What does your onboarding process look like?
Is it paperwork and a gift basket on day one and then training day two? Only 12% of employees believe that their employer does a good job at onboarding.
For years, businesses have been calling a person’s first day on the job their onboarding. However, turnover can be up to 50% in an employee’s first 18 months. Why? If an employee feels like they have not been set up for success, they will start looking for other opportunities almost immediately.
So what should onboarding look like to be considered successful?
Onboard from the Employee’s POV
New employees are often inundated with new information, paperwork, and first impressions. It’s a lot to take in on the first day, so allow time for the employee to breathe. Schedule several breaks in their day, and don’t try to squish in all of the information they need to know on day one. Understand that you are the expert of your company, and they are not. Skipping what might seem to be common sense to you for the sake of time and energy, might leave the employee confused about processes, rules, or what their job is about.
Save the Paperwork
Spend the first day introducing the employee to the team. Give them an extensive tour. Let them spend time getting to understand the ins and outs of their new position. Save the paperwork for day two. One great way to get a person acclimated on the first day is to leave some snacks on their desk for the office, so the team can get to know the new hire over some bagels instead of often hated ice breakers.
Have a Long-Term Plan
Onboarding can take up to 3 months to successfully integrate a new employee. The first month is all about hands on shadowing. The new candidate will start by watching how the job is done and will slowly start working side-by-side with a team member. Spend time building muscle memory of the job. By watching how things are done for that period, the employee will have ample time to get questions answered about the job.
The second month should be spent with a team member watching the new employee take over a few things. Starting with smaller tasks and building to more difficult ones. That way the employee can have the time to learn and grow through critiques.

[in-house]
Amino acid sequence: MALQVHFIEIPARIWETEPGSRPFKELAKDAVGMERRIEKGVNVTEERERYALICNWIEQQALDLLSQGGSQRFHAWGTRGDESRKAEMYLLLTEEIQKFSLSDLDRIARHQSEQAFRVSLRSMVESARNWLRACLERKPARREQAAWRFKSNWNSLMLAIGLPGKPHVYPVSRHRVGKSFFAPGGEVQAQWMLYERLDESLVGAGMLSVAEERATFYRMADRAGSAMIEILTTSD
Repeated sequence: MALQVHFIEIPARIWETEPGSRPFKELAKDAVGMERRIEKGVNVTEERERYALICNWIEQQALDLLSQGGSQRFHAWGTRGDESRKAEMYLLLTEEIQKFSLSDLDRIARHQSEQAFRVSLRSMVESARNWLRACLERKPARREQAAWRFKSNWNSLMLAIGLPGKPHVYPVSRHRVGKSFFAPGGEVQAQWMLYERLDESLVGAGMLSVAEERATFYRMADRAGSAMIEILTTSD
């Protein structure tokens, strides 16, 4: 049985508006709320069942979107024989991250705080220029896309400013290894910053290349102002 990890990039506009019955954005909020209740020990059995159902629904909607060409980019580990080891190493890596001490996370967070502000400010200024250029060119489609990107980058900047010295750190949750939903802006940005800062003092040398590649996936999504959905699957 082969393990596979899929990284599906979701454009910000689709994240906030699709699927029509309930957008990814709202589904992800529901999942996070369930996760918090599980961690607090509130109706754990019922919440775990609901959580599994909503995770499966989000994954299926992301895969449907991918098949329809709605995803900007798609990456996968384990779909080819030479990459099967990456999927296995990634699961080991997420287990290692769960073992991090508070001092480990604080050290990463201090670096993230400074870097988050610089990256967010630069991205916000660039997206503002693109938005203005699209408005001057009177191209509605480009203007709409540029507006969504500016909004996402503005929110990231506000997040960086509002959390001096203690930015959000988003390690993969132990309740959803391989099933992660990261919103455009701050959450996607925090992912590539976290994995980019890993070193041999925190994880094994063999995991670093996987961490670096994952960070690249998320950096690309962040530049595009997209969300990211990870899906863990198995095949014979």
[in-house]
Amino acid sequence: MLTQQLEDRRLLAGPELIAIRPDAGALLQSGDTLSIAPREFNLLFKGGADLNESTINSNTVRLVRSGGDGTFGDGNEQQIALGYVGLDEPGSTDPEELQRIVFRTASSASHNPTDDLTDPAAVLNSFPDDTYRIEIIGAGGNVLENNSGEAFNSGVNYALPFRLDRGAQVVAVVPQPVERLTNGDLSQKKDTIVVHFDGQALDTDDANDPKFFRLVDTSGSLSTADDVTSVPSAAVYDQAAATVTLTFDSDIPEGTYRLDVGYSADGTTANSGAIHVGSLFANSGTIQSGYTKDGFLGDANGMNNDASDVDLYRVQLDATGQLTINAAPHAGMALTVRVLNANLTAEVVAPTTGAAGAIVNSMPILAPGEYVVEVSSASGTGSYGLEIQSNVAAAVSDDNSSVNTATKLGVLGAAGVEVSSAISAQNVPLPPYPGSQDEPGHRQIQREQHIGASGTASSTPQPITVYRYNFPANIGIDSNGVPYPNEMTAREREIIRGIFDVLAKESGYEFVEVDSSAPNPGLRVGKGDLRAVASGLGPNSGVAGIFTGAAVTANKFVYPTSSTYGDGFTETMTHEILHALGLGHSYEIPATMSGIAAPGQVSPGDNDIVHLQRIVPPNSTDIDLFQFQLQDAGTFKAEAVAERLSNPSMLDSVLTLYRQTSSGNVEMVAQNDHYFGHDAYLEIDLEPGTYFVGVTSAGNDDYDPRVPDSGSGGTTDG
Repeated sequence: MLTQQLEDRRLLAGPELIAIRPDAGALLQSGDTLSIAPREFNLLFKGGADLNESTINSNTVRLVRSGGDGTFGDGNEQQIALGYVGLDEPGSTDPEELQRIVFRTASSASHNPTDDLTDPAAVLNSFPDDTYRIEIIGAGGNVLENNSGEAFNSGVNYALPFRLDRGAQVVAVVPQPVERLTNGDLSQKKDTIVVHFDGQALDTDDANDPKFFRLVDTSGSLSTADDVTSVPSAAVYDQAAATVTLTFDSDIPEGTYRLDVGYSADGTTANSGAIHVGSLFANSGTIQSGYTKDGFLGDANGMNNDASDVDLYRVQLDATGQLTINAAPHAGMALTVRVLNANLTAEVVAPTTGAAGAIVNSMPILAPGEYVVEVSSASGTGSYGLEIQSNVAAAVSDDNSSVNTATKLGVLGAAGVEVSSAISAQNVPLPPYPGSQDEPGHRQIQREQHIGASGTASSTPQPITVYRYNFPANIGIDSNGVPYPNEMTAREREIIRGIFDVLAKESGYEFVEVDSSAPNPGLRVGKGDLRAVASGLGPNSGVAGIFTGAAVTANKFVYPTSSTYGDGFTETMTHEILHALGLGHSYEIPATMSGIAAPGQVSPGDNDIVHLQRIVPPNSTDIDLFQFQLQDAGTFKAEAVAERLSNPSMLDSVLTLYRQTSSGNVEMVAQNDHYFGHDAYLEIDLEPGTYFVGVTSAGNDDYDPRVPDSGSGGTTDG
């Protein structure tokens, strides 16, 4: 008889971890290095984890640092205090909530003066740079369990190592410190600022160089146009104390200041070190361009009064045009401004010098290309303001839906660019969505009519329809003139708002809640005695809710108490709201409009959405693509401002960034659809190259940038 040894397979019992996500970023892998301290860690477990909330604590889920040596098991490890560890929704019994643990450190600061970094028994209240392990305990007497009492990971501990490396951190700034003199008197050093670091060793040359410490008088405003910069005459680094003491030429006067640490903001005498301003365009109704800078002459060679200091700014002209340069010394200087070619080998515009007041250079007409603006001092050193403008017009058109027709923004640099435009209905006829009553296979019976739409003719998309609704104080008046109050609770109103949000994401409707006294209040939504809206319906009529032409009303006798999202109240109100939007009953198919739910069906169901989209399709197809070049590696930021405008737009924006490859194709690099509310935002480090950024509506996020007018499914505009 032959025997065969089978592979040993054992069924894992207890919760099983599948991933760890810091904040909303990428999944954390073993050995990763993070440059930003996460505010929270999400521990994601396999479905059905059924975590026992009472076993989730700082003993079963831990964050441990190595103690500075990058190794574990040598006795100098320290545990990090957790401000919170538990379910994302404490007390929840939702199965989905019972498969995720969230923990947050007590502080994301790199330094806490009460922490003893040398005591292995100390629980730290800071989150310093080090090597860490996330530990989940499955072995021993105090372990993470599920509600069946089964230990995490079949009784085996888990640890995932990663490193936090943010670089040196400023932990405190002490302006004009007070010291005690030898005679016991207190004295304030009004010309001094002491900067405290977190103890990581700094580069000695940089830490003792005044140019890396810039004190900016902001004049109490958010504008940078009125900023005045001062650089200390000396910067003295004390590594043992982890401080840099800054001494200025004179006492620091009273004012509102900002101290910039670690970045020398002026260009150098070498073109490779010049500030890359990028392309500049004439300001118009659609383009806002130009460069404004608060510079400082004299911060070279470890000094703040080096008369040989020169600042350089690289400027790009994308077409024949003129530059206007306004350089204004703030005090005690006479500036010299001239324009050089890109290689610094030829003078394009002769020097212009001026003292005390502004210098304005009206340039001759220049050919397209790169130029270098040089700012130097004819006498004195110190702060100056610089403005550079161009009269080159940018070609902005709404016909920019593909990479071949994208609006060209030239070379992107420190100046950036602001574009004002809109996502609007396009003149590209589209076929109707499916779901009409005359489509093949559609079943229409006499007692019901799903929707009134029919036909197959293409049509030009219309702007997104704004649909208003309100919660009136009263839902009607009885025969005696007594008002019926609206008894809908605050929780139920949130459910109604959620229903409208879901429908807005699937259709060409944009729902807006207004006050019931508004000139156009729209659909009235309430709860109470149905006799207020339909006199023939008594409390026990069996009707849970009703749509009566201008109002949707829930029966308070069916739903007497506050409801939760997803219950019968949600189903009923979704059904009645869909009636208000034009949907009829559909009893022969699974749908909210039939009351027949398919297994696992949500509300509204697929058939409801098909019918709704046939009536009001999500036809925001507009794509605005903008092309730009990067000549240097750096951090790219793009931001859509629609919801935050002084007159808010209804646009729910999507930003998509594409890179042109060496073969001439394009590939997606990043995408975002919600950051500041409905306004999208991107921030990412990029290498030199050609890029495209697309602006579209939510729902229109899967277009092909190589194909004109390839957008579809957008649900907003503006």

The third month should be the candidate taking over the role, but with regular check ins and reviews to see if they are on the right track to becoming fully independent. At the end of this phase, there should be another interview. This is to see if that candidate feels confident about their ability to do the job well.
Be Open to Suggestions
New eyes can be the trick to finding holes in procedures. Ask the employee if they have any suggestions. Maybe they know a more efficient way to handle a process. This is a great way to let the employee know that their input is important to the company.
Employees need to feel like they are being supported. Especially during the first few months. Give them the correct contact information for their team. Let them know who to contact in different situations. Is their email set up? Do they have a phone? Do they know where to find the person they need to? Their communication lines need to be open on day one. That way they have time to adjust to the software and be included in company news.
Even though these steps might be easier for larger companies, they are that much more important for small companies to implement. Often small businesses cannot afford to re-hire if the new hire quits immediately. Taking the time up front can increase your chances of keeping a hire by 82%. A new hire is an investment in your company. Nurture that investment by taking the time and energy to successfully onboard your new member.